Harvard University in Cambridge, Massachusetts, published a special article in its university journal, the Harvard Gazette, in honor of the bicentennial of the Greek Revolution.
"At Harvard and elsewhere, filhellenes celebrate Greek independence," the article writes.
“Today, two hundred years ago, Greece declared its independence. From the beginning, Harvard was there, helping both in the emerging Mediterranean country and in the United States. ”
The Harvard Gazette also highlighted the global repercussions that followed the Greek Revolution and the immediate impact it had around the world, as the first successful national liberal movement in the region.
He also adds that the influence of Greek independence was a powerful example for many countries seeking their own independence, and the Greek war resulted in "a gradual change of worldview in the international community".
In addition, Harvard University, the third best university in the world according to 2021 rankings, behind MIT and Stanford, commented on the strong links the institution has with Greece and classical Greek studies, one of its most popular degree programs, and He also claimed that what happened in Greece in 1821 was of great importance to the United States as well.
“It's about the connection between the United States and ancient Greek heritage.
"It informs a global discussion about the role of the humanities and the role of the classical past, and what it means today, in a world in which we are thinking about questions of diversity, inclusion and belonging."
The college newspaper, which is also the world's largest-circulation college news publication, also paid tribute to two very prominent American filhelins, Edward Everett and Samuel Gridley Howe, both from Massachusetts and both Harvard University graduates.
Everett, who taught ancient Greek literature, archeology, and Greek art for several years at Harvard before becoming governor of Massachusetts, delivered an important speech to the United States Congress in 1823, advocating American support for the Greeks in their struggle. . for independence.
In addition, Howe, shortly after graduating from Harvard Medical School, sailed for Greece, where he joined the revolutionary army as a surgeon.
When he returned to the United States a few years later, he brought with him many orphaned children from the Greek shelter and helped them with their education.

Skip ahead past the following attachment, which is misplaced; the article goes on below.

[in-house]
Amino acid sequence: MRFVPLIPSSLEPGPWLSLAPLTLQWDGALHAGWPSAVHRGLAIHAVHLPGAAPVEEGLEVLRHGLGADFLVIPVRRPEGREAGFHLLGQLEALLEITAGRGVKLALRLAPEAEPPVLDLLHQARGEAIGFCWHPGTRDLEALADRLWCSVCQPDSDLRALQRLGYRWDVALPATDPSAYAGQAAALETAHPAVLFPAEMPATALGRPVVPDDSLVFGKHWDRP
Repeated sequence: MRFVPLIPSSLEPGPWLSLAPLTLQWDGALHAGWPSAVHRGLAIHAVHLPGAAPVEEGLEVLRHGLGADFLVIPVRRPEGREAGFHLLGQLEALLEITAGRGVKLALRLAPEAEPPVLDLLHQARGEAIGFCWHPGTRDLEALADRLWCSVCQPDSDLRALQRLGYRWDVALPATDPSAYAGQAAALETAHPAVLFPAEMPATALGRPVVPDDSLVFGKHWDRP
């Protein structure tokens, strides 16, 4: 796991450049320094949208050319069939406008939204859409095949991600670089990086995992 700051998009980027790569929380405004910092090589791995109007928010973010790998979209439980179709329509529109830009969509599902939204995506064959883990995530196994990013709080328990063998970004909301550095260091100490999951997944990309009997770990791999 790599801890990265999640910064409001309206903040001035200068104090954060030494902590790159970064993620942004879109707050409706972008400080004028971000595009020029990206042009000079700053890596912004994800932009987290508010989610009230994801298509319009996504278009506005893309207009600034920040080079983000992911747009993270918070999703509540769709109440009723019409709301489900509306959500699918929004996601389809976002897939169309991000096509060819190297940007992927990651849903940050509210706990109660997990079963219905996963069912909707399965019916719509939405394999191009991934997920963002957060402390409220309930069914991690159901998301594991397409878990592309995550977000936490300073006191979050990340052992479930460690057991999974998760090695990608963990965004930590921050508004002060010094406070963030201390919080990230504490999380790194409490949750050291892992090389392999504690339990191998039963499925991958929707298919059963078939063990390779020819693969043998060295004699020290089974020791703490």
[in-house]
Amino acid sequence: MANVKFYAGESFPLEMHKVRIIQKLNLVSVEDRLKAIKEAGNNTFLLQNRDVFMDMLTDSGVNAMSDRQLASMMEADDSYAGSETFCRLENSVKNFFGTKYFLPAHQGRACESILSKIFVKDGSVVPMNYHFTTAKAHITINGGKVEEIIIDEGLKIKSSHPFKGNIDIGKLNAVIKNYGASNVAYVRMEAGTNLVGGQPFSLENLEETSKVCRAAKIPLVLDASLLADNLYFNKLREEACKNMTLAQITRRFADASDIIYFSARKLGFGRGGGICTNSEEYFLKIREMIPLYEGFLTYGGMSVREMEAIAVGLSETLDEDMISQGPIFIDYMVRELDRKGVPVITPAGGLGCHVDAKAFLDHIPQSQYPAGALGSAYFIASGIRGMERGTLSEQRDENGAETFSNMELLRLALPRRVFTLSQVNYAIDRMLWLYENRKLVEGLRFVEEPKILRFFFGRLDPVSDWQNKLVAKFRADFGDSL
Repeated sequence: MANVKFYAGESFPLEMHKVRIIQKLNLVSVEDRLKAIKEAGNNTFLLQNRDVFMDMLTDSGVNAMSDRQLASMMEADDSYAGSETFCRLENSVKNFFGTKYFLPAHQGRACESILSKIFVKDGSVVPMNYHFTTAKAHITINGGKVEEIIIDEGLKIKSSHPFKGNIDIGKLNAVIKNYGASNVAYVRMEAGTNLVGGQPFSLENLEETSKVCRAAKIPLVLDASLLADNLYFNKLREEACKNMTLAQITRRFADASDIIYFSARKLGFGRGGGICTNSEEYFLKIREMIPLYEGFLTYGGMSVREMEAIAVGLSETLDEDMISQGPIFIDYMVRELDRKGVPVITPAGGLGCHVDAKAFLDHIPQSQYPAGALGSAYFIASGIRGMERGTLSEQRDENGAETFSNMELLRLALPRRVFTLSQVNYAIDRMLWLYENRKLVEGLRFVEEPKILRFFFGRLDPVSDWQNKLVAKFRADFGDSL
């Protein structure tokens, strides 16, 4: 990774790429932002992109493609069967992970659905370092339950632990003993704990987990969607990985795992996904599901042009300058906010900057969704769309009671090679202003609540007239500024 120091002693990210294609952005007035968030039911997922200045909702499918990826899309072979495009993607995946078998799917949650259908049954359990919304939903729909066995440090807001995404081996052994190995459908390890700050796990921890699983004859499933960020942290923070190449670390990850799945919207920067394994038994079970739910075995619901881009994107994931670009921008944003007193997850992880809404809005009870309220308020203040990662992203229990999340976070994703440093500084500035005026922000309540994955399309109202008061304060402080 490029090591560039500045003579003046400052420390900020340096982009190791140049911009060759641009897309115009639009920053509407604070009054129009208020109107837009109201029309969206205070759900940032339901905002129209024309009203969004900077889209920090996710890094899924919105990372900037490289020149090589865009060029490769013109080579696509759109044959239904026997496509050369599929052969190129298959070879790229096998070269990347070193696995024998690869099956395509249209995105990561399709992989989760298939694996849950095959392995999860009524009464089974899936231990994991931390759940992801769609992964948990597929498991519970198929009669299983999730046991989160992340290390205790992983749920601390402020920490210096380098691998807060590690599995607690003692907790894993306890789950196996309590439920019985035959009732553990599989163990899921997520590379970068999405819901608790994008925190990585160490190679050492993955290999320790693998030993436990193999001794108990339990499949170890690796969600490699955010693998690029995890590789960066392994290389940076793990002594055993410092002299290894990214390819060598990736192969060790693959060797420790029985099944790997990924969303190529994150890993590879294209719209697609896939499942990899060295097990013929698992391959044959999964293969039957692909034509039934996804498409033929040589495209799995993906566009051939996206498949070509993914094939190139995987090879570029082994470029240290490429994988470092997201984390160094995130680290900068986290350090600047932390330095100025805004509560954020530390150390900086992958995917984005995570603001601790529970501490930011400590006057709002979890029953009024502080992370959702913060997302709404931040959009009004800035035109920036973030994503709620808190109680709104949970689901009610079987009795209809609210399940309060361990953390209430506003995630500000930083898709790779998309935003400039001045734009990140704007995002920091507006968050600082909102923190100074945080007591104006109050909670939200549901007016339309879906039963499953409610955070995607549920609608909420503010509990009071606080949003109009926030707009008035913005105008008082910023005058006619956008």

The Harvard Gazette article on Greek independence is one of a series of many Greece-related features and events that Harvard University plans to celebrate this year, in conjunction with the Harvard Center for Hellenic Studies (CHS ).
Before 1960, classical Greek studies, archeology, Greek art and literature were some of the hundreds of courses that Harvard University offered to students, but due to its popularity, Harvard professors decided to found the CHS, that since then has welcomed thousands of students, academics, associates and guests.
CHS's most famous event is the "Summer Program in Greece" which takes place in Greece every year and is open to people from all over the world who wish to participate in a debate on ancient and modern Greece and their contributions to the world.
This year, the event will take place online on June 26 and 27, with a record number of participants.
"This is a momentous anniversary of the Harvard Summer Program in Greece, as this summer would have marked the twentieth year since the program's first session in 2002," Harvard University wrote in an announcement.
“These two memorable decades have been filled with innovative courses, stimulating class conversations, explorations of historical Greek places, common meals, shared laughter and life-changing experiences, which made this program one of the oldest and most successful Harvard studios. -General programs of all time. ”
If you are interested in participating in the Harvard Summer Program in Greece, as well as other Harvard networking activities with Greeks from around the world, please visit the Harvard CHS Summer Program in Greece.
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